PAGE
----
It eventually ran from Rome (from Porta Salaria of the Aurelian Walls) to Castrum Truentinum (Porto d'Ascoli) on the Adriatic coast, a distance of 242 km. The road also passed through Reate (Rieti) and Asculum (Ascoli Piceno).
The Via Salaria owes its name to the Latin word for "salt", since it was the route by which the Sabines living nearer the Tyrrhenian sea came to fetch salt from the marshes at the mouth of the river Tiber, the Campus Salinarum (near Portus). Peoples nearer the Adriatic Sea used it to fetch it from production sites there. It was one of many ancient salt roads in Europe, and some historians[who?] consider the Salaria and the trade in salt to have been the origin of the settlement of Rome. Some remains still exist of the mountain sections of the road.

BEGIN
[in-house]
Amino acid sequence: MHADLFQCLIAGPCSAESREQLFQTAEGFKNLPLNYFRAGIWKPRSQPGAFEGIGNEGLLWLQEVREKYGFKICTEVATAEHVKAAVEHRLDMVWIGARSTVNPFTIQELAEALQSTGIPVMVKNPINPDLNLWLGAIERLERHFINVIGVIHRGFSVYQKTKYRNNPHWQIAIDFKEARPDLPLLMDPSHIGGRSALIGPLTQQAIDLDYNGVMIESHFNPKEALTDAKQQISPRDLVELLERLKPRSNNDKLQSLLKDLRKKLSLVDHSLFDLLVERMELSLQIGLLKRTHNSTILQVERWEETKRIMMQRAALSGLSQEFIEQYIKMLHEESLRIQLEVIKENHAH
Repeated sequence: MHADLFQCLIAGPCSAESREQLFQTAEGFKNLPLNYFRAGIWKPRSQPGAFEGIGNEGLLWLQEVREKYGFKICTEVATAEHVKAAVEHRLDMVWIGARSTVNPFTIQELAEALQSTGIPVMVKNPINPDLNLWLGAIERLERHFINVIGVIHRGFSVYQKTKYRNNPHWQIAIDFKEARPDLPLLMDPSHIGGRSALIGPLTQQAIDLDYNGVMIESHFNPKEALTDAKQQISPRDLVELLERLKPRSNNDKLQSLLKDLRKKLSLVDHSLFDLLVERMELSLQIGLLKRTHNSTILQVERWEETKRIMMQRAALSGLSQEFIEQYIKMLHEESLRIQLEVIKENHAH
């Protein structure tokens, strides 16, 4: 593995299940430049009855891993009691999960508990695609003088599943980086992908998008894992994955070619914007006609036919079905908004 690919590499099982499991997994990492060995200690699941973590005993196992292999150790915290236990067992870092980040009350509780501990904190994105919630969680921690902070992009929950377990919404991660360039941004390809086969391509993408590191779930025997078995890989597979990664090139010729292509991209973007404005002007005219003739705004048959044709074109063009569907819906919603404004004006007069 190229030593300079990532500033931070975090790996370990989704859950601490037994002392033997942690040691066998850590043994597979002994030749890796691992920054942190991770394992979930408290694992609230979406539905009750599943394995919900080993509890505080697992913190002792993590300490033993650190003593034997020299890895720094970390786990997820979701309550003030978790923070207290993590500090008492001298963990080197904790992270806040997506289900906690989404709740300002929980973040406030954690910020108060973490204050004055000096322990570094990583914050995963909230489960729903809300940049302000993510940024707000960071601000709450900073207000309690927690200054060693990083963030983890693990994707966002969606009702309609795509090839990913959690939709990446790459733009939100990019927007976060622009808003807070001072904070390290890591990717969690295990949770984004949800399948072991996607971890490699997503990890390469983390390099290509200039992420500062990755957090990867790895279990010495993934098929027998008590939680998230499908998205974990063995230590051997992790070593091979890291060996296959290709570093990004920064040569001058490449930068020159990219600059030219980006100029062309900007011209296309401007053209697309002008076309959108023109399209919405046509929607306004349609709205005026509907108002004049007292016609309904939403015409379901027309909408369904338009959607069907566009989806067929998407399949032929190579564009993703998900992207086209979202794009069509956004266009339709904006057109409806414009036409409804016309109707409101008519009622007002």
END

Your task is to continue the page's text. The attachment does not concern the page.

There are the remains of several Roman bridges along the road, including the Ponte del Gran Caso, Ponte della Scutella, Ponte d’Arli, Ponte di Quintodecimo, Ponte Romano (Acquasanta), Ponte Salario and Ponte Sambuco.
- Morelli, Cinzia; Forte, Viviana (2014-06-17). "Il Campus Salinarum Romanarum e l'epigrafe dei conductores". Mélanges de l'École française de Rome. Antiquité (in Italian) (126–1). doi:10.4000/mefra.2059. ISSN 0223-5102.
- "SALARIA, VIA in "Enciclopedia Italiana"". www.treccani.it (in Italian). Retrieved 2018-03-10.
- Via Salaria (Platner and Ashby's A Topographical Dictionary of Ancient Rome, London: Oxford University Press, 1929)